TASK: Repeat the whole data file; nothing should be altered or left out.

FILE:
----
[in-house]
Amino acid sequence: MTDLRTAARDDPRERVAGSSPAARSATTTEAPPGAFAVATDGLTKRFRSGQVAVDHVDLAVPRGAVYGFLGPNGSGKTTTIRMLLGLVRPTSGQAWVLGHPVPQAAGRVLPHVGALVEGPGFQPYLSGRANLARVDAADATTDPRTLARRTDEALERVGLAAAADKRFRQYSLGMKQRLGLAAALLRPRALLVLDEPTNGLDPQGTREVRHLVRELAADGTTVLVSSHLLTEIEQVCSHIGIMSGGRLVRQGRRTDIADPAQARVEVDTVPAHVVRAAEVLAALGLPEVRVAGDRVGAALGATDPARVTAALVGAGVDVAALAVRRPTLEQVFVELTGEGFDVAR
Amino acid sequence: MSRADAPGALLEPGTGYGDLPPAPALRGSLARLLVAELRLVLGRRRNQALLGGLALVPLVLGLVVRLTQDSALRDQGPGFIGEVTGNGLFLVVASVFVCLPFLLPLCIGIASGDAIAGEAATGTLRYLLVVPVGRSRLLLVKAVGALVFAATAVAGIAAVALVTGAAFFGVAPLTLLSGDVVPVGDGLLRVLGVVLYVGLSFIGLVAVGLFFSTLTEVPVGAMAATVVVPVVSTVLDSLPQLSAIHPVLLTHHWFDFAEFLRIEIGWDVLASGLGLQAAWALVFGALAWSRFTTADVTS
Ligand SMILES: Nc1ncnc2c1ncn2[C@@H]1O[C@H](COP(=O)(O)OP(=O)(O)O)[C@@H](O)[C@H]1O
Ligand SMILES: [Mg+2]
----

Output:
[in-house]
Amino acid sequence: MTDLRTAARDDPRERVAGSSPAARSATTTEAPPGAFAVATDGLTKRFRSGQVAVDHVDLAVPRGAVYGFLGPNGSGKTTTIRMLLGLVRPTSGQAWVLGHPVPQAAGRVLPHVGALVEGPGFQPYLSGRANLARVDAADATTDPRTLARRTDEALERVGLAAAADKRFRQYSLGMKQRLGLAAALLRPRALLVLDEPTNGLDPQGTREVRHLVRELAADGTTVLVSSHLLTEIEQVCSHIGIMSGGRLVRQGRRTDIADPAQARVEVDTVPAHVVRAAEVLAALGLPEVRVAGDRVGAALGATDPARVTAALVGAGVDVAALAVRRPTLEQVFVELTGEGFDVAR
Amino acid sequence: MSRADAPGALLEPGTGYGDLPPAPALRGSLARLLVAELRLVLGRRRNQALLGGLALVPLVLGLVVRLTQDSALRDQGPGFIGEVTGNGLFLVVASVFVCLPFLLPLCIGIASGDAIAGEAATGTLRYLLVVPVGRSRLLLVKAVGALVFAATAVAGIAAVALVTGAAFFGVAPLTLLSGDVVPVGDGLLRVLGVVLYVGLSFIGLVAVGLFFSTLTEVPVGAMAATVVVPVVSTVLDSLPQLSAIHPVLLTHHWFDFAEFLRIEIGWDVLASGLGLQAAWALVFGALAWSRFTTADVTS
Ligand SMILES: Nc1ncnc2c1ncn2[C@@H]1O[C@H](COP(=O)(O)OP(=O)(O)O)[C@@H](O)[C@H]1O
Ligand SMILES: [Mg+2]